Google+ Cinema Viewfinder: March 2010

Wednesday, March 31, 2010

DVD Roundup: Waking Dreams

by Tony Dayoub

I'll be brief today on the subject of two surrealist DVD releases which debuted in the last couple of weeks. One is based on a cult series of some renown. The other has quickly developed its own small following.

Monday, March 29, 2010

Bigger Than Life (1956) and Its Influence on Twin Peaks: Fire Walk with Me (1992)

by Tony Dayoub

In his films, Nicholas Ray (Rebel Without a Cause) often contemplates the psychodynamic turbulence hidden behind facades of normalcy. Bigger Than Life, with its focus on the degradation of a patriarch, Ed Avery (James Mason), speaks to the repression which plagues the seemingly typical fifties nuclear family. In this way the movie looks forward to those of another director, David Lynch. Though he has explored similar themes throughout his work, most notably in Blue Velvet (1986), it is in Twin Peaks: Fire Walk with Me where Bigger Than Life's influence is most strongly felt.

Saturday, March 27, 2010

Seventies Cinema Revival: Le Mans (1971)

by Tony Dayoub

This is my contribution to the Steve McQueen Blog-a-thon hosted by Jason Bellamy at The Cooler.

What's amazing about Le Mans, a film which was branded as McQueen's Folly even as it was being made, is how well it still holds up today. Racing films always seem so full of cinematic potential, speed being the most attractive factor. Yet with rare exception does it ever pan out. I'm speaking strictly from a cinephilic perspective since I am not qualified to render even the most basic opinion about auto racing or even cars (so this is your opportunity to take me to task in the comments section if you have a stronger argument). But contemporary auto racing films like Days of Thunder (1990), Driven (2001), even Pixar's Cars (2006) seem to place a priority on artificially raising tension through camera placement; if one's point-of-view resides amongst the vehicles jockeying for position, then one should get the feel for what it's like to be a driver in one of these competitions. It's just a bunch of horseshit, if you ask me.

Wednesday, March 24, 2010

Rebel Without a Cause (1955): The Synergy Between Nicholas Ray and James Dean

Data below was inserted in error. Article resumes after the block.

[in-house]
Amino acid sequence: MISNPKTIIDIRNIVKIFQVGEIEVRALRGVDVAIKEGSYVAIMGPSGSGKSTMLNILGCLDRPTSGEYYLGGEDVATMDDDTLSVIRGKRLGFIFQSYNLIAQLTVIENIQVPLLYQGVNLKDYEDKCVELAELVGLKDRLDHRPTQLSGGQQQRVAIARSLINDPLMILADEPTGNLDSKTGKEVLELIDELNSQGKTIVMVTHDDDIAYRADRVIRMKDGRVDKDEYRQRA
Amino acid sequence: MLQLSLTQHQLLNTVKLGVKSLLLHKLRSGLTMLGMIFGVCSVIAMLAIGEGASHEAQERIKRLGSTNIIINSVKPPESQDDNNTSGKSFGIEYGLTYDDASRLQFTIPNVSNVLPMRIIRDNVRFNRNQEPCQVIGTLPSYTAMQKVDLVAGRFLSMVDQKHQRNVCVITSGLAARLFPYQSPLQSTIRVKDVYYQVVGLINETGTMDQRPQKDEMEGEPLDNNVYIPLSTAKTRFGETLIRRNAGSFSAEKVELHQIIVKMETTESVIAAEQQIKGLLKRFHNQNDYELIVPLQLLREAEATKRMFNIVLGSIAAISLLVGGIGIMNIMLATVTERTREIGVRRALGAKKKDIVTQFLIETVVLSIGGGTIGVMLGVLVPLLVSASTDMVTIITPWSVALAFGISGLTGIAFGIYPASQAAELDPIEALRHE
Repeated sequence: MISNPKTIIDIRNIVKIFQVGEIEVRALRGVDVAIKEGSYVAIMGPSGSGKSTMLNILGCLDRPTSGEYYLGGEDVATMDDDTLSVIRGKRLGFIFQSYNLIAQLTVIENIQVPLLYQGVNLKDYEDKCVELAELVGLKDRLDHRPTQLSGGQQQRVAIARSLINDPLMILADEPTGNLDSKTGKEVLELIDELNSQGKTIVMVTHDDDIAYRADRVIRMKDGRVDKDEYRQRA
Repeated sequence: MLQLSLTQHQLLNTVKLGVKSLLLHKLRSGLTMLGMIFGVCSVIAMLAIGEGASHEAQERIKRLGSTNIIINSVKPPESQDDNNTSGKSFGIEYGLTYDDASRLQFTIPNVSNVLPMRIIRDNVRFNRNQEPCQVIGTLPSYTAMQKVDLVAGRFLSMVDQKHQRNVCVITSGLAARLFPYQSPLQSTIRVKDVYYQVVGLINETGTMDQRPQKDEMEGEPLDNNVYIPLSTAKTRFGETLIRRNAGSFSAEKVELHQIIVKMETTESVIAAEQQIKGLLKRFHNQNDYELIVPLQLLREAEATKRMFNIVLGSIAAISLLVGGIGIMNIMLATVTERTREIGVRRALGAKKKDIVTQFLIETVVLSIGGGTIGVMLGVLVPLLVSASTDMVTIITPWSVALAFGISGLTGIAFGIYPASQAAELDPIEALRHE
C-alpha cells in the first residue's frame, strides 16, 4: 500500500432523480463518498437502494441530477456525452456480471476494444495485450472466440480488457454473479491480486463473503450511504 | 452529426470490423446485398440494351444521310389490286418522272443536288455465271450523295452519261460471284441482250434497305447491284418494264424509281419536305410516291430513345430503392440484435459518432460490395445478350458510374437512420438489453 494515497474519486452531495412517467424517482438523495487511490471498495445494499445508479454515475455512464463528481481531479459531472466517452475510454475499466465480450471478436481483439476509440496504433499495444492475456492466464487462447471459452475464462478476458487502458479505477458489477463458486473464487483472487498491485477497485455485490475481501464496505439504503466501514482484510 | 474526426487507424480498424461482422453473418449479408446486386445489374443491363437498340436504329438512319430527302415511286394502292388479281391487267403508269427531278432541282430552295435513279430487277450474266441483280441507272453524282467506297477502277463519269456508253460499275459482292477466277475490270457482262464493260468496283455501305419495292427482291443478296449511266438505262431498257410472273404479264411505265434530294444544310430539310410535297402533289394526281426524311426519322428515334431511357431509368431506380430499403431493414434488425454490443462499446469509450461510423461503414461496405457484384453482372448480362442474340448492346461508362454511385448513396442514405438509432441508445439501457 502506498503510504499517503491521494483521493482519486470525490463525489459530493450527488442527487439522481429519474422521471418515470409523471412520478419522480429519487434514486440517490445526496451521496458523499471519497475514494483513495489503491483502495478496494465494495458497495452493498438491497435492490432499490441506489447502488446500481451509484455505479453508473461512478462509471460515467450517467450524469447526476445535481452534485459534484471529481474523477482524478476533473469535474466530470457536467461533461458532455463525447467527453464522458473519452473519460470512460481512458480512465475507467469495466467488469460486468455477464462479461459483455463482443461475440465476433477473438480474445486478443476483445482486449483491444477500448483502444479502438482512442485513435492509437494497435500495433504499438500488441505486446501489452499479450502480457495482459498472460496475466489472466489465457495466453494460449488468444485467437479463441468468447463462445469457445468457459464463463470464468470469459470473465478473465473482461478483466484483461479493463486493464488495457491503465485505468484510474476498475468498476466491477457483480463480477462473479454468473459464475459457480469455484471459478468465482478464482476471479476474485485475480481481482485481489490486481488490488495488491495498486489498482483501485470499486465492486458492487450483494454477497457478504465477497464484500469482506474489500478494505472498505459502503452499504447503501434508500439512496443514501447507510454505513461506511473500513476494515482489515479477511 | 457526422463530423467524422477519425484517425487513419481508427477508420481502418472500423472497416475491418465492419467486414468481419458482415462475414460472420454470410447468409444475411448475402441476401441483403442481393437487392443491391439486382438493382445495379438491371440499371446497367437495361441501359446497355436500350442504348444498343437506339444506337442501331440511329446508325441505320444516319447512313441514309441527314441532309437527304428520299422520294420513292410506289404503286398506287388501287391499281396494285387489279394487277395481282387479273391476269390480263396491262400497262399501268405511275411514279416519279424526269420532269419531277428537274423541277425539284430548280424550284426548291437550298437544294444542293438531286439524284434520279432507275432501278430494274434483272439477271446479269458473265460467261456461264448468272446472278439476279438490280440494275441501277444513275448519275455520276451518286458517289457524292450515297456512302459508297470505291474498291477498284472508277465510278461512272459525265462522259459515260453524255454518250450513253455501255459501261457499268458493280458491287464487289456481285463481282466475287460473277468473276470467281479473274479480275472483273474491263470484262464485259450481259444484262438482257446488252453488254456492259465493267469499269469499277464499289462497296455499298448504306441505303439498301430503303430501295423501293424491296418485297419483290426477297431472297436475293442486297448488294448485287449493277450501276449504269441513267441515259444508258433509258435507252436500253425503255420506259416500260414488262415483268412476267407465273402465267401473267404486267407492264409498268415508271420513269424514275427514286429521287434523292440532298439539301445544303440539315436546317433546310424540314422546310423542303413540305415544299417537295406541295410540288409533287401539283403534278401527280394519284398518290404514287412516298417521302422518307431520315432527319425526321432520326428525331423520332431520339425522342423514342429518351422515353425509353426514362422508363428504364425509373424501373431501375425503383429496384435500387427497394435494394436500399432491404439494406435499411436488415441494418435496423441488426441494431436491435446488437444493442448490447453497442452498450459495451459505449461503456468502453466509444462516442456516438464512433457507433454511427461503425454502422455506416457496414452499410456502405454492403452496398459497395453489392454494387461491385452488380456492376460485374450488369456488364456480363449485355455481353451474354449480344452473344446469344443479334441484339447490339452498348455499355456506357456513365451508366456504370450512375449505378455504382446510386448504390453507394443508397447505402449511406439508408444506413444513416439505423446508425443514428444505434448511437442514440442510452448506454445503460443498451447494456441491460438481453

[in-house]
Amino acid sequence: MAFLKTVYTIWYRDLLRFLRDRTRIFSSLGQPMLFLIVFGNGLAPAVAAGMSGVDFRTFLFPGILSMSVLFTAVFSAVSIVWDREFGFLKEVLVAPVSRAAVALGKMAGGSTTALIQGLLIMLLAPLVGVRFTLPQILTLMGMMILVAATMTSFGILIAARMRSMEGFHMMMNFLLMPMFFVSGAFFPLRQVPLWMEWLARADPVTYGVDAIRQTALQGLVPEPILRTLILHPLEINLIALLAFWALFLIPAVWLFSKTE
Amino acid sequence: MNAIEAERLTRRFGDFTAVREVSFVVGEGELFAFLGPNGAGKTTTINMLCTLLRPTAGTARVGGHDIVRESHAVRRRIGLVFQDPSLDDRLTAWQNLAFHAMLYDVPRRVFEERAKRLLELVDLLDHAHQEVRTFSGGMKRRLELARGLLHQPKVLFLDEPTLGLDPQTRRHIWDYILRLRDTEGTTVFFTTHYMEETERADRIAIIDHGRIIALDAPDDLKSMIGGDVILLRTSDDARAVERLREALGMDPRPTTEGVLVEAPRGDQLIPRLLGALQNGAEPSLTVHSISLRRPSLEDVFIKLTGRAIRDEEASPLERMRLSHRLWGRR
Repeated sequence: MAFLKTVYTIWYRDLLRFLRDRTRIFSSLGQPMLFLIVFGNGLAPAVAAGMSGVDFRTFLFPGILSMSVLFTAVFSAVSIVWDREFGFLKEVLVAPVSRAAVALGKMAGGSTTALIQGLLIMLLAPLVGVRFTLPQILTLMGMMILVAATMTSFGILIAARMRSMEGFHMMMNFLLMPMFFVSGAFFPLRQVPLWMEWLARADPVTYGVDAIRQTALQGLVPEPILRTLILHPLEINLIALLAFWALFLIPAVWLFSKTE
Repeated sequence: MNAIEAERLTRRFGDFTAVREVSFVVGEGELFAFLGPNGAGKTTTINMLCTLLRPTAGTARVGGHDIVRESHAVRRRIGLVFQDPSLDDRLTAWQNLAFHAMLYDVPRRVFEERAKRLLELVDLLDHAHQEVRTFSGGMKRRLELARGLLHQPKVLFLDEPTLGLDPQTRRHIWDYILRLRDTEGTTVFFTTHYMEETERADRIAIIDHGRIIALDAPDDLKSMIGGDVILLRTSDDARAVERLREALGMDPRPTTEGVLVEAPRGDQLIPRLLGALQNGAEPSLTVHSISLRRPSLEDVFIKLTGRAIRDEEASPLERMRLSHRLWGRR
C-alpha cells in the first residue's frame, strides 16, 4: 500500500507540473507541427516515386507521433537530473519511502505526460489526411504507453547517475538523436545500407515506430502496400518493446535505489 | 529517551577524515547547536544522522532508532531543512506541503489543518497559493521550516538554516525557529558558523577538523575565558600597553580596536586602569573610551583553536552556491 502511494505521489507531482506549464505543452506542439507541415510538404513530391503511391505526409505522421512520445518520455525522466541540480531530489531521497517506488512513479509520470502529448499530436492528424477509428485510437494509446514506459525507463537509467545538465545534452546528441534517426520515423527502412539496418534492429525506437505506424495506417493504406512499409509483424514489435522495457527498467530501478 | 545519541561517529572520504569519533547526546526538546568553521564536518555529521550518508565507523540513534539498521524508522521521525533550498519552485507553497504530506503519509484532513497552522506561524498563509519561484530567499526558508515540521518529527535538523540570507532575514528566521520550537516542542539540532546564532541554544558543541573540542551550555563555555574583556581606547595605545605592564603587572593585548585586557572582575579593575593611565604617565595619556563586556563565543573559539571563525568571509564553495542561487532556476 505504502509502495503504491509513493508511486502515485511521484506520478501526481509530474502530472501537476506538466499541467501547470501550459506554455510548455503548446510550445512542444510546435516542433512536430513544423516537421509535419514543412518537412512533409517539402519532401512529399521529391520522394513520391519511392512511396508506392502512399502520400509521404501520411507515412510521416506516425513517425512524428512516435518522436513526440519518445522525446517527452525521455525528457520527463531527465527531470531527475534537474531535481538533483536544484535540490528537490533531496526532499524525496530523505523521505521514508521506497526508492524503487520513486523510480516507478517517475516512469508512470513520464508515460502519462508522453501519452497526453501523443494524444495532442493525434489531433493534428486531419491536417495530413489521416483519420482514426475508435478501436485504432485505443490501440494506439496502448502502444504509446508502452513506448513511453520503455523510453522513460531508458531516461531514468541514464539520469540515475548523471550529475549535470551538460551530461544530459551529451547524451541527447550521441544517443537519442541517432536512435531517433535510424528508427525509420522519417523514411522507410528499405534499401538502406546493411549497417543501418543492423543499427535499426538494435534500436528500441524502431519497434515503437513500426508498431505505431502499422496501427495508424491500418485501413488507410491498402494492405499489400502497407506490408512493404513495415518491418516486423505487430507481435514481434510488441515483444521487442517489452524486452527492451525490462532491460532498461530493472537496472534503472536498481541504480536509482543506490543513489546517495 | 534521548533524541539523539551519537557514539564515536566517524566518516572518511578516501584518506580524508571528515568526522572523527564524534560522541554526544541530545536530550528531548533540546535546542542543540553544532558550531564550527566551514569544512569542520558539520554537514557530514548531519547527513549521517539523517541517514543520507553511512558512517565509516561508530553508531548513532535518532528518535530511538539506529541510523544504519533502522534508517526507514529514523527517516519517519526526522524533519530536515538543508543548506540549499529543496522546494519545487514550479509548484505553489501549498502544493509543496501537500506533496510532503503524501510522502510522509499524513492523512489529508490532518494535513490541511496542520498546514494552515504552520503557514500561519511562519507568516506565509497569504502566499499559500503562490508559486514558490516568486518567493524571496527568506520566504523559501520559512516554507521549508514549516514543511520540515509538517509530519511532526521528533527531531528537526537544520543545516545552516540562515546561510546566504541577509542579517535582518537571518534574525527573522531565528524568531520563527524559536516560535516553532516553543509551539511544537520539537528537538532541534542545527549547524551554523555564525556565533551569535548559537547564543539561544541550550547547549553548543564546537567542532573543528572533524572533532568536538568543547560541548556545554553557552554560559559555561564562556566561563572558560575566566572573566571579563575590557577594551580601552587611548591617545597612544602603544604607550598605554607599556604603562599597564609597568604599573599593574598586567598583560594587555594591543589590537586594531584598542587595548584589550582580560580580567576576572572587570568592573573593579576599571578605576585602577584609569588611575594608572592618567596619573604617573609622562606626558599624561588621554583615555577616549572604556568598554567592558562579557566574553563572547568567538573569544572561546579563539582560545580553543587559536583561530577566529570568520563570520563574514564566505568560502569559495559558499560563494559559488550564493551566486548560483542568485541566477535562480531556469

by Tony Dayoub

Rebel Without a Cause is one film of which so much has been written I hardly have anything new to contribute. Whether it's the legendary tales that have sprung up around the cult of its star, James Dean; the mysterious curse (proposed by some) which took its three leads' lives prematurely; or the film's embrace of the explosive Method style of acting; you can find a multitude of essays which pick the film apart from any number of perspectives. Continuing my look at some of the fifties' output of its director, I'd like to look at Nicholas Ray's collaborative relationship with Dean.

Sunday, March 21, 2010

Movie Review: Johnny Guitar (1954)

by Tony Dayoub

To say that Johnny Guitar is simply a western is to ignore its quite substantial and not overly implicit meaning. Indeed much of what is going on in Nicholas Ray's film is happening underneath its shallow— and by this, I don't mean banal—surface. But to read Bosley Crowther's New York Times review of May 28, 1954, one would expect this film to be just another horse opera, and a rather weak one at that.
...Joan Crawford plays essentially the role that Van Heflin played in Shane...The only big difference in the character, as plainly rewritten for her, is that now it falls in love with the ex-gunfighter, whom Sterling Hayden here plays.

But this condescension to Miss Crawford and her technically recognized sex does nothing more for the picture than give it some academic aspects of romance. No more femininity comes from her than from the rugged Mr. Heflin in Shane. For the lady, as usual, is as sexless as the lions on the public library steps and as sharp and romantically forbidding as a package of unwrapped razor blades.
Ouch, I think I cut myself with one of Crowther's metaphorical shavers.

To read the rest of review at Decisions at Sundown click here.

Friday, March 19, 2010

Movie Review: In a Lonely Place (1950)

by Tony Dayoub

In a Lonely Place is a coincident film within the careers of Humphrey Bogart (Casablanca), Gloria Grahame (The Bad and the Beautiful), and director Nicholas Ray (Rebel Without a Cause). Despite being an adaptation of a novel by Dorothy B. Hughes, it is the most personal film for each of the trio. For Bogart, the character of alcoholic screenwriter Dixon Steele reveals the real-life vulnerability and mercurial temper that afflicted the actor. In Graham's case, the film highlights some of her insecurities vis-a-vis her marriage to Ray. And as regards Ray, it parallels the slow disintegration of his relationship with Grahame while giving us a glimpse into his early days in Hollywood.